Weirton Steel

3/72 Armco Steel Corp., Hamilton Plant.

In 1965 there were 237 blast furnaces at 72 locations in the U.S. . This series will briefly introduce all of them.

Armco’s Hamilton plant in New Miami, OH consisted of a 110 oven coking plant, two sinter strands and two blast furnaces.
Pig iron was supplied to Armco’s nearby Middletown steel making site.
The Hamilton plant was closed down in July 1988.

Armco blast furnaces, Hamilton, 1965.
Blast furnace 1: Hearth diameter 17’0” (5,18 m)
Blast furnace 2: Hearth diameter 18’0” (5,48 m)

In Google Maps

2/72 Armco Steel Corp., Ashland Works.

BF Bellefonte, Amanda

In 1965 there were 237 blast furnaces at 72 locations in the U.S. . This series will briefly introduce all of them.
The American Rolling Mill Company was founded in 1899 in Middletown, OH and started up its plant in Ashland, Ky in 1910.
Two blast furnaces were in operation there in 1965.
The Bellefonte furnace built in 1942 and Amanda that replaced the older Norton furnace in 1963.

Ashland had a 10 furnace open hearth melt shop that was replaced by a BOF shop in the late 1960ies plus strip and plate rolling mills.
Bellefonte blast furnace was idled in 1996 including most other facilities. Amanda was closed down in 2015.

Armco blast furnaces, Ashland, 1965.
Blast furnace Bellefonte: Hearth diameter 28’9” (8,76 m)
Blast furnace Amanda: Hearth diameter 30’6” (9,20 m)

In Google Maps.

1/72 Alan Wood Steel Co.

In 1965 there were 237 blast furnaces at 72 locations in the U.S. . This series will briefly introduce all of them.

BF 3. American Iron and Steel Institute

Alan Wood Co. in Conshohocken, Pa. was founded in 1929 and was one of the smaller producers.
The company operated two blast furnaces and a coking plant (151 ovens) on the opposite side of the Schuylkill River in Swedeland. “Swede Furnaces” No. 2 & 3 produced pig iron for the upstream open hearth steelworks at Ivy Rock.
The main products were sheet and strip steel. Annual hot rolled capacity was about 1.25 mio. tonnes.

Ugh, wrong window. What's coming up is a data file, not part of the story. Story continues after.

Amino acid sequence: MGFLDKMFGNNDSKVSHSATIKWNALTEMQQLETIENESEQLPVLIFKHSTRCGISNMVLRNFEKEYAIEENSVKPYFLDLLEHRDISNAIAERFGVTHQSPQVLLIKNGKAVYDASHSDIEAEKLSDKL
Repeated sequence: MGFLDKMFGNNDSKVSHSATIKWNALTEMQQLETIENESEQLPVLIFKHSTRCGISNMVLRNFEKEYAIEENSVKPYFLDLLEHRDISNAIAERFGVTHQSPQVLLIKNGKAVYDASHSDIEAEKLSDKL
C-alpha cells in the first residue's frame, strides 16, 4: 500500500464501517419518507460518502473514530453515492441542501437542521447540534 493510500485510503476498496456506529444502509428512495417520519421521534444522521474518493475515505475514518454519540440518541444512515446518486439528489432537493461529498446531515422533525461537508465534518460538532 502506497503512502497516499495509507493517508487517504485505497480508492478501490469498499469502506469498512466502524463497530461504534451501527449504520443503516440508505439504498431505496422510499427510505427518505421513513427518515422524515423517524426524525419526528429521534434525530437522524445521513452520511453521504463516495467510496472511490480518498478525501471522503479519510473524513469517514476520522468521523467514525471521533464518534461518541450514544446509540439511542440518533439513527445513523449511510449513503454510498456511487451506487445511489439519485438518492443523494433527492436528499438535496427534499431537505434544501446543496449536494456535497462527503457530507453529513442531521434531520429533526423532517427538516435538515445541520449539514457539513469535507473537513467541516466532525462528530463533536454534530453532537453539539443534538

In August 1977 the plant was one of the first in the USA to fall victim to the steel crisis and was closed.
In 1968 a BOF shop had been built, probably one of the most short-lived in the USA.

Alan Wood blast furnaces, Swedeland, 1965.
Blast furnace 2: Hearth diameter 18’0” (5,48 m)
Blast furnace 3: Hearth diameter 18’0” (5,48 m)

In Google Maps.

And the Wolf Finally Came

Almost 50 years ago, on 31 March 1970, a remarkable era ended largely unnoticed by the public.
After 69 years of unchallenged leadership as the world’s largest steel company, U.S. Steel out of Pittsburgh had been ousted from this position by the newly founded Nippon Steel Corp. of Japan.
Just two years later, the Soviet Union announced that in 1971 it had produced more steel than the U.S., the world’s largest producer at that time.
In the 1950s, the American steel industry still employed 700,000 of the best paid workers worldwide. Almost 90% of these jobs are lost today.
The global steel crisis that began in 1975 hit the U.S. harder than any other industrialized nation. Entire regions such as the Mahoning and the Monongahela Valleys were economically devastated.
The reasons for this decline, which is unique especially in its speed, were discussed by John P. Hoerr already in 1988 in his book “And the Wolf Finally Came”.
The best book on this subject I know.
In 1965, when the American empire of steel still seemed to be in order, there were 237 blast furnaces at 72 locations. A soon to be started series will introduce all of them.

8/72. Bethlehem Steel, Lackawanna


Image shows the Bethlehem Steel Mill in Lackawanna, NY south of Buffalo at the Lake Erie shoreline probably in the late 1960ies.
Foreground shows the 535 coke ovens along the dock, behind are the seven blast furnaces and (right hand side) the open hearth melt shop (35 furnaces).
The background is also attractive:
Right from the centre we can see National Steel’s Hanna Furnaces and far away in the middle Republic Steel’s Buffalo works.

Lackawanna was closed down in 1983.